Fishing season starting to heat up in Ohio

Water and Wings by Ken Parrott

Fishing season is finally heating up. With the waters warming up and Mother Nature cooperating a little bit better than a few weeks ago, the bite has turned on both locally and at the big lake up north.

The walleye spawning season is wrapping up on Lake Erie and the fish are now on their migration to their deeper summer hangouts. Right now, keeper walleye are being caught almost every direction around Kelleys Island. The jig bite has dropped off quite a bit as the water approaches sixty degrees. However, anglers are having a lot of success with worm harnesses and bottom bouncers but the quick limits are coming with trolling deep diving crankbaits.

I’ve had success with both methods in the last few weeks but the bigger fish seem to becoming with the crankbaits. When the water was more turbid from the high winds, the chartreuse colors were hot but now that the water appears to be clearing up, the chrome bite has turned on.

Regardless of your preferred method of catching walleyes, now is the time to get up there and take advantage of trip or a charter as the bite has really turned on and the population of the 16 to 20 inches has been tremendous. I’ve even had a few bonus perch get caught on the bottom bouncers and you can’t beat a meal of fried walleye and perch.

Locally, the crappie bite has been hot and as the spawning season arrives for the bass, they too are starting to turn on. Late May and early June can be the best time to fish in Ohio, so be sure to take advantage of it before the summer heat arrives.

• Although it seems fishing season just arrived, it’s almost time to start thinking about hunting season for next year especially if you want to take advantage of the numerous controlled hunts offered throughout Ohio. Applications will soon be accepted for controlled deer and waterfowl hunts for the 2019-2020 season, according to the ODNR Division of Wildlife. The application period opens Saturday, June 1, and runs through Wednesday, July 31.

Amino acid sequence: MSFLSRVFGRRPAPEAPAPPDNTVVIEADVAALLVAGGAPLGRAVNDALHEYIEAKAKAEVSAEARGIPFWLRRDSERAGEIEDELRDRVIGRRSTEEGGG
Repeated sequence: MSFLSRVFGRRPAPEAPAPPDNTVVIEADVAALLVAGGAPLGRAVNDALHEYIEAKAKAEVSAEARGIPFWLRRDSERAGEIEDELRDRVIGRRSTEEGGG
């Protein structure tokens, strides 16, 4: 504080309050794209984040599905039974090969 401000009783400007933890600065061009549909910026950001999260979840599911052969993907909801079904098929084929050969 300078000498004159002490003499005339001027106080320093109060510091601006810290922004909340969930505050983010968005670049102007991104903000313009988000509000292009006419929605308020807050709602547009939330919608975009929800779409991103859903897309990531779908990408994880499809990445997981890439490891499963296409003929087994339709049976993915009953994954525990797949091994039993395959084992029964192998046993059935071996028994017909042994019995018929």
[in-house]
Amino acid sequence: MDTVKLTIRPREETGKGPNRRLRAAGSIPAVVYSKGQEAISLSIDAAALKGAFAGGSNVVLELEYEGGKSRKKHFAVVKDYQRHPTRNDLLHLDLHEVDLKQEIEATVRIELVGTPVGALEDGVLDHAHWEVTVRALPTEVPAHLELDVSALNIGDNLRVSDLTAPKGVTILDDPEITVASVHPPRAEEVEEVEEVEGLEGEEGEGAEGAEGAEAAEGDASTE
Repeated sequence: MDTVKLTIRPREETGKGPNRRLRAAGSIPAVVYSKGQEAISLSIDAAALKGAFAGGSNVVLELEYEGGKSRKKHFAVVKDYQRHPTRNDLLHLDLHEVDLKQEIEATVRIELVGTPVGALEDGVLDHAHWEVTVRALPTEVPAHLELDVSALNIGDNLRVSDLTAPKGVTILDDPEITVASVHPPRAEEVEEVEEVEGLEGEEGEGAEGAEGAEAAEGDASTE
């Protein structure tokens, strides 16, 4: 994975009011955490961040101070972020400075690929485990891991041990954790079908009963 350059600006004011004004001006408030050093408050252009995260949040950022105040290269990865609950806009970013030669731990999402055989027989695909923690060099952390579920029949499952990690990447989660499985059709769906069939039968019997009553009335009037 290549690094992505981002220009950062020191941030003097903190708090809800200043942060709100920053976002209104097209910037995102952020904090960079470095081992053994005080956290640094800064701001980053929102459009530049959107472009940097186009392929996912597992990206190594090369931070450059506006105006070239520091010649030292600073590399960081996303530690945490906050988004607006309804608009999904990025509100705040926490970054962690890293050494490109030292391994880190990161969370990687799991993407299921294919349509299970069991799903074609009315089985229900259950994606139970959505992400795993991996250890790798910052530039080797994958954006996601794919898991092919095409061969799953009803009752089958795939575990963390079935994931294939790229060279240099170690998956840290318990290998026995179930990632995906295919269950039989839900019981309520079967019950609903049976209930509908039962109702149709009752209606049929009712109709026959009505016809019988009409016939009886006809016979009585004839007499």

These special hunts are held on selected areas to provide additional opportunities for Ohio’s hunting enthusiasts. All applicants, youth and adult, must possess a 2019-2020 Ohio hunting license and meet the age requirements in order to apply for a controlled hunt.

Hunters may apply for the controlled hunts by completing the application process online using Ohio’s Wildlife Licensing System at There is a non-refundable application fee of $3 per hunt.

Hunters will be randomly drawn from submitted applications. Successful applicants will be notified and provided additional hunt information by mail and email. Applicants are encouraged to visit Ohio’s Wildlife Licensing System online to view the status of their application and, if selected, print their controlled hunt permit.

More specific information about hunt dates and locations, including opportunities dedicated to youth, women and mobility-impaired hunters can be found at on the Controlled Hunts page.